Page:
GXP Gaming Blog

GXP Gaming Blog


Golden Axe Review (Sega Genesis / Mega Drive)

Posted: 12 Apr 2017 03:42 AM PDT

Golden Axe Review for the Sega Genesis and Mega Drive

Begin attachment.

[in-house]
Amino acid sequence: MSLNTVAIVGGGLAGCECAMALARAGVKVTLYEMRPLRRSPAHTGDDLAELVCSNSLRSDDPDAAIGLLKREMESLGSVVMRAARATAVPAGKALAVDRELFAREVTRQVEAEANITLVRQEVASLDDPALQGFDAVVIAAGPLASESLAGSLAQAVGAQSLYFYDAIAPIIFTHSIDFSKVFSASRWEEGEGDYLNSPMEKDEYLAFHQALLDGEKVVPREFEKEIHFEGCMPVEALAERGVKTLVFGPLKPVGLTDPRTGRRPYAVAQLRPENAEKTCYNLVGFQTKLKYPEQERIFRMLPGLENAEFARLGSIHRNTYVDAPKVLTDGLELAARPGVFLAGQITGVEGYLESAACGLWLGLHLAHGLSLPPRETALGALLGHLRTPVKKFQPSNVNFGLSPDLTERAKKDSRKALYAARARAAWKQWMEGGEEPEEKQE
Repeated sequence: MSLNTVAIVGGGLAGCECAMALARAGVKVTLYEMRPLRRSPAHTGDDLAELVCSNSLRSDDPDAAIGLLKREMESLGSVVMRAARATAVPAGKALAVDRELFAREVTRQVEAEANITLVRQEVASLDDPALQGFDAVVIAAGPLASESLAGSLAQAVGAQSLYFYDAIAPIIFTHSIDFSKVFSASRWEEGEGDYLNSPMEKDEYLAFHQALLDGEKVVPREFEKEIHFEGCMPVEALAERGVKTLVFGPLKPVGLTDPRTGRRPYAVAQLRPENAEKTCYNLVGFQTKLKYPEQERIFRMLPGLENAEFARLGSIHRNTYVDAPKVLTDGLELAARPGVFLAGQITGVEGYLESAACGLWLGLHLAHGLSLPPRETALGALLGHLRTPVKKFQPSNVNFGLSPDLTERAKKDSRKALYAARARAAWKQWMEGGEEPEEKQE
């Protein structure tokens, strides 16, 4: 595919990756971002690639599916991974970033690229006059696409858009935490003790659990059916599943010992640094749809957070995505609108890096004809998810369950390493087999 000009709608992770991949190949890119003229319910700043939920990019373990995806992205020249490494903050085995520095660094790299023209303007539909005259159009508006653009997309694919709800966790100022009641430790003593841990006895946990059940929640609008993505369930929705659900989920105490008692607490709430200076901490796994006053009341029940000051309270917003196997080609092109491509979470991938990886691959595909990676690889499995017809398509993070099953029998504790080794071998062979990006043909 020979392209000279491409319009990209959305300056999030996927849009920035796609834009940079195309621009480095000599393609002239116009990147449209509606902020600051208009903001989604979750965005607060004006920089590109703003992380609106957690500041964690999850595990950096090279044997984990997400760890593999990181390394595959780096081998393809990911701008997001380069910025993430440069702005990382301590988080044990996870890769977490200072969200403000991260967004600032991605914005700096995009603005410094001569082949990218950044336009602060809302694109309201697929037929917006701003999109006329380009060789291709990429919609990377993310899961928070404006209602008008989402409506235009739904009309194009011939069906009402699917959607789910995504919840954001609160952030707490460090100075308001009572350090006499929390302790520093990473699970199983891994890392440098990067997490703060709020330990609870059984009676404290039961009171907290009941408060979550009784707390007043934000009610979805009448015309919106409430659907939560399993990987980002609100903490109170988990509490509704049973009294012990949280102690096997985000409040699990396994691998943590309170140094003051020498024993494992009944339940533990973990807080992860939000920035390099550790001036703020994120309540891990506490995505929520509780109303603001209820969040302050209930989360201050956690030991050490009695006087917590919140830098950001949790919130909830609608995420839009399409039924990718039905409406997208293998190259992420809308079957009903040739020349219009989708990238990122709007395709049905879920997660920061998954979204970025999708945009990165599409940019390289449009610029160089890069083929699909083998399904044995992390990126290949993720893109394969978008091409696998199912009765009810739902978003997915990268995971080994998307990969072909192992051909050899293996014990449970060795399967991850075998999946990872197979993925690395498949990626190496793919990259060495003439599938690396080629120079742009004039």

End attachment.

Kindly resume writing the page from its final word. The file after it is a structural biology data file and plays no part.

In 1989 Golden Axe was released in the arcades and was a great success. Makoto Uchida, who previously worked on Altered Beast, was said to have wanted to create a game that was inspired by Double Dragon and his love for the Conan films. With SEGA's mission to offer an "arcade at home" experience, it wasn't long before it was ported to the Sega Genesis and Mega Drive. As far as home conversions go, Golden Axe is incredibly faithful to the original with only a few minor differences. Obviously the graphics and sound take a bit of a hit, but the art style is very similar. The enemies no longer stay on screen when they die and the classic ending has changed, but overall the Mega Drive version is impressive with the addition of an extra stage after the original final boss and a duel mode for 2 players. When I was younger I grew up watching Ray Harryhausen movies such as Clash of the Titans and Jason and the Argonauts, which mixed with my Uncle introducing me to Warhammer and Dungeons and Dragons, made me want to experience these kinds of adventures myself. Golden Axe was the first game I remember which allowed me to do this and I absolutely fell in love with it. The ability to play it co-operatively with a friend significantly added to the enjoyment and over the years I've found myself coming back to this time and time again. You can choose to play as Ax Battler (the Barbarian), Tyris Flare (the Amazon), or Gilius Thunderhead (the Dwarf). Each of these are slightly different with Tyris being physically weaker but with more potent magic, Gillius who is physically stronger but lacks punch with his spells, and Ax Battler being somewhere in between. My choice was always Gilius the Dwarf. The basic premise of the game is to defeat Death Adder who has captured the King and his daughter while in possession of the Golden Axe. This adventure has you traversing on the back of a giant turtle, flying on the back of a giant eagle, going through villages and castles while fighting giants, skeletons and beasts which you can even ride to help take on your foes. One such rideable creature is called the "chicken leg", which is a bit strange, and is actually featured in the Altered Beast game. There's nothing better though than jumping onto a dragon and breathing fire on your enemies! At the end of each level and sometimes in between, you'll come across little gnome things with sacks which you can punch and kick to steal their magic and health potions. Each character has a different magic meter, which as you store more magic potions, increases the potency of your spells. These can be very fun to watch, especially when maxed out as you destroy everything on screen. As mentioned previously, the graphics and music for the Mega Drive and Genesis version is impressive for such an early title. In terms of controls, I've never had an issue with them, but I guess by today's standards the characters can feel a little bit slow and sluggish if you're not doing a lot of charge attacks. Of course, this game isn't perfect. The AI can be really dumb sometimes, walking off ledges and it can be frustrating when you're caught in the middle of them attacking from both sides. Fortunately the basic AI can be exploited to your advantage, so it's not all bad. Overall, with nostalgia aside I'd say this game has aged reasonably well. It's simple side-scrolling beat-em-up action is ideal for quick playthroughs with a friend, and as a single player experience it still holds up quite well due to its enjoyable fantasy setting. Sure, it's not quite up to the same standard as Streets of Rage 2, but it's certainly better than Altered Beast in my opinion.